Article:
According to the first modification of the first embodiment of the present invention, as best shown in FIG. 4, the auxiliary yoke 8' can be disposed so as to surround the outer cylindrical surface of the vertical bent portion 8a of the rotor yoke 8. Furthermore, as shown in FIG. 5, in the second modification of the first embodiment of the invention, the vertical cylindrical bent portion 8a can be made separately from the main body of the rotor yoke 8. The vertical bent portion 8a can be made thicker than that of the main body of the rotor yoke 8 and fitted into the main body by caulking or any other suitable method so that the vertical bent portion 8a is securely held in position. The effects described above can be also equally attained.

The driving magnet 9 is fabricated in the form of a ring and consists of from 8 to 16 magnetic poles whose N and S poles are alternately arranged. The projected type core yoke 12 is disposed in parallel with and in opposing relationship with the rotor yoke 8 and in opposing relationship with the inner peripheral surface of the driving magnet 9. In general, the core yoke 12 is formed with from 6 to 18 projections each of which mounts a coil 13. As is well known in the art, when the coils 13 are alternately excited by a current switching circuit, due to the attraction and repulsion of the electromagnetic forces acting between the coils 13 and the magnet 9, the magnet 9 is forced to rotate so that the rotation thereof is transmitted to the rotor yoke 8, the flange 7 and shaft 4.

The FG magnet 10 is fabricated from a ferrite magnet of the rubber series and has ten magnetized poles over the entire periphery thereof. An electric circuit pattern (not shown) is printed over the upper surface of the metal base 2 which is in opposing relationship with the FG magnet 10. During rotation of the motor, a signal whose frequency represents the rotational speed of the motor is generated in the FG pattern. Index magnets 11 are securely attached to predetermined positions, respectively, over the outer peripheral portion of the lower surface of the vertical bent portion 8a and coacts with the Hall element 23, which is a sensor, so that the index for detecting a predetermined rotational position which corresponds to the starting position of the tracks of a disk as described above can be detected. A yoke 24 which collects the magnetic flux and direct it to the Hall element 23 is disposed on the Hall element 23. In the first embodiment, the Hall element 23 is disposed in the vicinity of the lower side of the magnetic head pair 3a and 3b. As shown in FIG. 3, when the index magnet 11 is magnetized in the radial direction of the rotor yoke 8, the flux from the index magnet 11 frequently adversely affects the magnetic heads 3a and 3b. However, in general, one rotation of the 3.5"FDD takes 200 ms and there is nonrecording region spaced apart by about 2.5 ms from the index position indexed by the index magnet 11, and at the upstream side from the index position there is also a non-recording region space apart by about 12 ms from the index position. Therefore when the index magnet 11 passes past the lower side of the magnetic head pair 3a, 3b within this 14.5 ms region the adverse influence of the index magnet 11 is negligible. The Hall element 23 may be disposed at a position where it is shifted from the position shown in FIG. 3 and the shape of the yoke 24 is so designed as to absorb magnetic flux in a path from the position of the yoke 24 indicated in FIG. 3 to the Hall element 23.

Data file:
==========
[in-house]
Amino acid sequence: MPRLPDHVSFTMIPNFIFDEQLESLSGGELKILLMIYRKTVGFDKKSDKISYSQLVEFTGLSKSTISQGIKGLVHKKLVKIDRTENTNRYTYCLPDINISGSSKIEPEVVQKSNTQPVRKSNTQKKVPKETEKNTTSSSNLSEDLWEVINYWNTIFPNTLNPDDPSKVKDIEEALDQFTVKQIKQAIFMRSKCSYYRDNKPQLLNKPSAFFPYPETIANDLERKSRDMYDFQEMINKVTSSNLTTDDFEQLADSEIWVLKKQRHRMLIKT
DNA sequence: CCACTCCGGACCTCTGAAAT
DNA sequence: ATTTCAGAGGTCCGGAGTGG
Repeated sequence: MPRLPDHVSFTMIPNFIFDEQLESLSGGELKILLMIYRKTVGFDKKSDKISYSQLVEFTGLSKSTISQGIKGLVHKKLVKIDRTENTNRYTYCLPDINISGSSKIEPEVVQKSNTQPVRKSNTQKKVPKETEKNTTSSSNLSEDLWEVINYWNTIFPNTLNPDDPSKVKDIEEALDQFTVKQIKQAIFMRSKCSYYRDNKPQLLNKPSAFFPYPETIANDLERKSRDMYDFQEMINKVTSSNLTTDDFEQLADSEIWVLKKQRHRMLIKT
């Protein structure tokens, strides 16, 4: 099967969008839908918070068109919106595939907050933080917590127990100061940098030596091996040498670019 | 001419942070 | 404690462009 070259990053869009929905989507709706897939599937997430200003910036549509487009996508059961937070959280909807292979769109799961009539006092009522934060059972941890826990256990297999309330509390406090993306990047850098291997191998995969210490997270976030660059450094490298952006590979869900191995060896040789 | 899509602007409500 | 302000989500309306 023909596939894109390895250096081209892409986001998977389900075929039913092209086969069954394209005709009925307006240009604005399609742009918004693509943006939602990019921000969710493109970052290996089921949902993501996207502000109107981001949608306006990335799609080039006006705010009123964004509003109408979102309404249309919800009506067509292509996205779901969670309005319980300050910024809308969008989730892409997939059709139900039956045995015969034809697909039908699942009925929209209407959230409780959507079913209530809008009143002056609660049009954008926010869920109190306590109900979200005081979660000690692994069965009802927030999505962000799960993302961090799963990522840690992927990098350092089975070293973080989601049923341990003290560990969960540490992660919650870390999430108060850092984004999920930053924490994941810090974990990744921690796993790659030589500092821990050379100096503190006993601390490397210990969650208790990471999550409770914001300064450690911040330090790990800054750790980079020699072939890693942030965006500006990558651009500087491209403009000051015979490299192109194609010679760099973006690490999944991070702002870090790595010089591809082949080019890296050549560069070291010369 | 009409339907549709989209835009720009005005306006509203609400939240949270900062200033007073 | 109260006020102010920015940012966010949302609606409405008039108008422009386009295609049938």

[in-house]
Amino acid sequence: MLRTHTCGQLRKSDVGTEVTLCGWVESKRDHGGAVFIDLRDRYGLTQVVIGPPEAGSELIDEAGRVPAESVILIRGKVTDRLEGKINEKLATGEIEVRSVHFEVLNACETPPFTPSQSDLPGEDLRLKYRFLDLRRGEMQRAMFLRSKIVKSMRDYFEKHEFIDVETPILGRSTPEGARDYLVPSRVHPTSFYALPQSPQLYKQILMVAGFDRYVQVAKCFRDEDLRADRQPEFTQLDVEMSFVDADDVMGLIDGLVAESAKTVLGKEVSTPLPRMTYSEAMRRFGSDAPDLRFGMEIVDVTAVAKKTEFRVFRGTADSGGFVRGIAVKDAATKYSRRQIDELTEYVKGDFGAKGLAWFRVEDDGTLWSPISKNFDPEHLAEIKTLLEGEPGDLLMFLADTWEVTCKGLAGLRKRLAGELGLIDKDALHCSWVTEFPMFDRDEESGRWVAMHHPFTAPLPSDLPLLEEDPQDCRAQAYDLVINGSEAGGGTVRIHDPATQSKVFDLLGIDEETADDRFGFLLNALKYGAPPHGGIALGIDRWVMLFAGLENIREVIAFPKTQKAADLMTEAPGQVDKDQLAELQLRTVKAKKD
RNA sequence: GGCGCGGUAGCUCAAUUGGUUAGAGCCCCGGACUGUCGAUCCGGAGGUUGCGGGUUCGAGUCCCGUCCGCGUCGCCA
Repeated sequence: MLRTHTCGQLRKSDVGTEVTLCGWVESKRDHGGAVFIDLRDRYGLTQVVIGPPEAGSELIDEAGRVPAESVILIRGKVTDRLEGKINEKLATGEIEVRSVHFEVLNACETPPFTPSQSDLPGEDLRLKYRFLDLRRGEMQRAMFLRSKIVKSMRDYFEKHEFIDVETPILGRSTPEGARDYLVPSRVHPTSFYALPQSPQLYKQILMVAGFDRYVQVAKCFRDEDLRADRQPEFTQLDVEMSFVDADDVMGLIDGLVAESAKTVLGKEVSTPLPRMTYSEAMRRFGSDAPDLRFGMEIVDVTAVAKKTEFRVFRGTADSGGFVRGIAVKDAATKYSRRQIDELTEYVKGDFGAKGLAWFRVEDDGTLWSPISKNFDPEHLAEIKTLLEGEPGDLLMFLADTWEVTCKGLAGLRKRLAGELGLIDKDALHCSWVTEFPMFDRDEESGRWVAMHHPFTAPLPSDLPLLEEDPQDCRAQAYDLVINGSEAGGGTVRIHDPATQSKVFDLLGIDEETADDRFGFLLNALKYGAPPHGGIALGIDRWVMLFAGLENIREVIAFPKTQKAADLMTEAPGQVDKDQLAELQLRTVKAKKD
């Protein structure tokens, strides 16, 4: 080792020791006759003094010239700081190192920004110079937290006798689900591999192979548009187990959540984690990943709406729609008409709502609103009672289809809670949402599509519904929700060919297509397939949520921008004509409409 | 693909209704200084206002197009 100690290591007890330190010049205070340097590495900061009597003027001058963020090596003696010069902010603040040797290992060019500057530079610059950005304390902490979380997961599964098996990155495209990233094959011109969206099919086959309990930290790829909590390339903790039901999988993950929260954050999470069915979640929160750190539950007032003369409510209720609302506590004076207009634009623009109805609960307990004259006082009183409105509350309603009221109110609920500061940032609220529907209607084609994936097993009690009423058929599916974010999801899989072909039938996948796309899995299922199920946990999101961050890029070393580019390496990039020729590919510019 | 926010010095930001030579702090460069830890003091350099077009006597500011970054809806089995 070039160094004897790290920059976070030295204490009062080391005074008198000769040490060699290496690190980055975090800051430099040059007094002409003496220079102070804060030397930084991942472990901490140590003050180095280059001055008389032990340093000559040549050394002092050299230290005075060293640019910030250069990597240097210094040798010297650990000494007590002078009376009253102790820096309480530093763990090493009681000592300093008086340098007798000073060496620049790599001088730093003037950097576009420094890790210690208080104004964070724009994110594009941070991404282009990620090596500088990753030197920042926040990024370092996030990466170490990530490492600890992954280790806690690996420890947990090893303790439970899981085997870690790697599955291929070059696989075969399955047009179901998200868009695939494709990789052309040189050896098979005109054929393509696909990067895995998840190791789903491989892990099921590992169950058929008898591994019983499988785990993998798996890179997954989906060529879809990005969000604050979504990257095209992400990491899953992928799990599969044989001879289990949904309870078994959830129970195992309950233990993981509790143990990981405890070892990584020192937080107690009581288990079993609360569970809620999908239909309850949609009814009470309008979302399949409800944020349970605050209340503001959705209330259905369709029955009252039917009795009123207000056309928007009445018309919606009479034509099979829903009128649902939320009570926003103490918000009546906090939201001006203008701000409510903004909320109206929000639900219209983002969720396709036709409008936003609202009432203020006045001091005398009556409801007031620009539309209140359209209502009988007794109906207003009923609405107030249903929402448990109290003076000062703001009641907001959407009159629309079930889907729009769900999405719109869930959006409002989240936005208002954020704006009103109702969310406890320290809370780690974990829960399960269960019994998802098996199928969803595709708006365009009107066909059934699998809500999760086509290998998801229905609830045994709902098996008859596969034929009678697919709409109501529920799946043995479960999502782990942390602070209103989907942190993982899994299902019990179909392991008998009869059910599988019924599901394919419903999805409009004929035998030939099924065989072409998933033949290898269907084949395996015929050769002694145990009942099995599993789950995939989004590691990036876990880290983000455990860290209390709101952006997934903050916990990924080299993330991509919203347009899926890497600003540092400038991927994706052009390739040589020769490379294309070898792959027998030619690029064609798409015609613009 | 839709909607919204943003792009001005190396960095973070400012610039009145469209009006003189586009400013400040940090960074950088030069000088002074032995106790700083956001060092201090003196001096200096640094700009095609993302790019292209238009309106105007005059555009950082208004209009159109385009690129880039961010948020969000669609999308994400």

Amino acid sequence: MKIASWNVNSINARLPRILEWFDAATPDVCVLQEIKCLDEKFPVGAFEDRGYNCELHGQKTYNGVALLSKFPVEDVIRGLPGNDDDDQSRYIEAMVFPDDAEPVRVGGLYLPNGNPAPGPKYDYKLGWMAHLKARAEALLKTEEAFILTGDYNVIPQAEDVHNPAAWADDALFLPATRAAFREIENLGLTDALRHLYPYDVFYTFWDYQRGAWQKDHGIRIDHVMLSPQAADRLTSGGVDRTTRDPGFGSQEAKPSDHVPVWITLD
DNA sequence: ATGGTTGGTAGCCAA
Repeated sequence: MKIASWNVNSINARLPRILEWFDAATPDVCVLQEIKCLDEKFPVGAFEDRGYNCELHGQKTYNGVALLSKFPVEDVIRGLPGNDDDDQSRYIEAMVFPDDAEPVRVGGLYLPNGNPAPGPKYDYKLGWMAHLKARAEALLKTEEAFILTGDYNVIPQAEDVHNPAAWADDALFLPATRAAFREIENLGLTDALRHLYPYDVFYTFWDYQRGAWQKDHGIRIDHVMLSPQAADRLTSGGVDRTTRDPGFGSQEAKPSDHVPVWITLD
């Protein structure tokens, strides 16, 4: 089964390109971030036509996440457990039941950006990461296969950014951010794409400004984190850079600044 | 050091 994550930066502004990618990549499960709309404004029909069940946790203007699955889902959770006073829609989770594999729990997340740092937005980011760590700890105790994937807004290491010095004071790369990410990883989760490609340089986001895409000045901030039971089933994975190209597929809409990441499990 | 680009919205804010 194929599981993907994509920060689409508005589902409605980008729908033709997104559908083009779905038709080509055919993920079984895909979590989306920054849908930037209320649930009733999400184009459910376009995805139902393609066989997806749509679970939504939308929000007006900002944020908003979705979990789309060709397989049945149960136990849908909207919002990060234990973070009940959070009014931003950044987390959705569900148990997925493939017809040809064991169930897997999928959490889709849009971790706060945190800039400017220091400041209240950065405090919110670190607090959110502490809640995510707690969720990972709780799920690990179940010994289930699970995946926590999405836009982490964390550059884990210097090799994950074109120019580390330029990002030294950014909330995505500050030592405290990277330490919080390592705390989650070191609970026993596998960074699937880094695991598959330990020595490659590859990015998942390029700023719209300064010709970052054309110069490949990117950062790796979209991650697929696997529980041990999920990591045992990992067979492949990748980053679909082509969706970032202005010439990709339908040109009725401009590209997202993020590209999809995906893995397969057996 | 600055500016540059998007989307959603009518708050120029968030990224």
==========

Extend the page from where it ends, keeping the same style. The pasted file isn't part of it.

FIG. 6 illustrates an embodiment in which the magnetized direction of the index magnet 11 is vertical. In this case, the leading end of the yoke 24 is located at the position in the vicinity immediately below the magnet 11 and the yoke 24 is so fabricated and bent as to draw the magnetic flux to the Hall element 23. Then the leakage flux to the magnetic head pair 3a and 3b can be decreased and it is not necessary to dispose the Hall element 23 in the vicinity of the lower side of the magnetic head pair.

Referring to FIG. 3 again, the core yoke 12 is securely attached to the flange portion 6a of the housing 6. Therefore, the disc-shaped center portion of the core yoke 12 has a plurality of tapped holes 12a which are formed along the inner peripheral portion thereof. The substrate 2 and the flange 6a of the housing 6 also have tapped holes 2c and 6b, respectively, in coaxial relationship with the tapped hole 12a. When a screw 17 is inserted through the tapped holes 2c and 6b and brought into threading engagement with the tapped hole 12a, the core yoke 12 together with the housing 6 are securely mounted on the substrate 2.

According to the above-described design and construction for securely attaching the core yoke 12, the tapped hole 12a is internally threaded so that the core yoke 12 can be securely maintained at a predetermined position without the use of a nut. In other words, nuts are not extended beyond the upper surface of the core yoke 12 so that the core yoke 12 can be spaced apart from a driving pin 14 by a suitable distance. As a result, interference between the core yoke 12 and the driving pin 14 can be avoided and this design and construction are advantageous for making the FDDs thin or compact in size.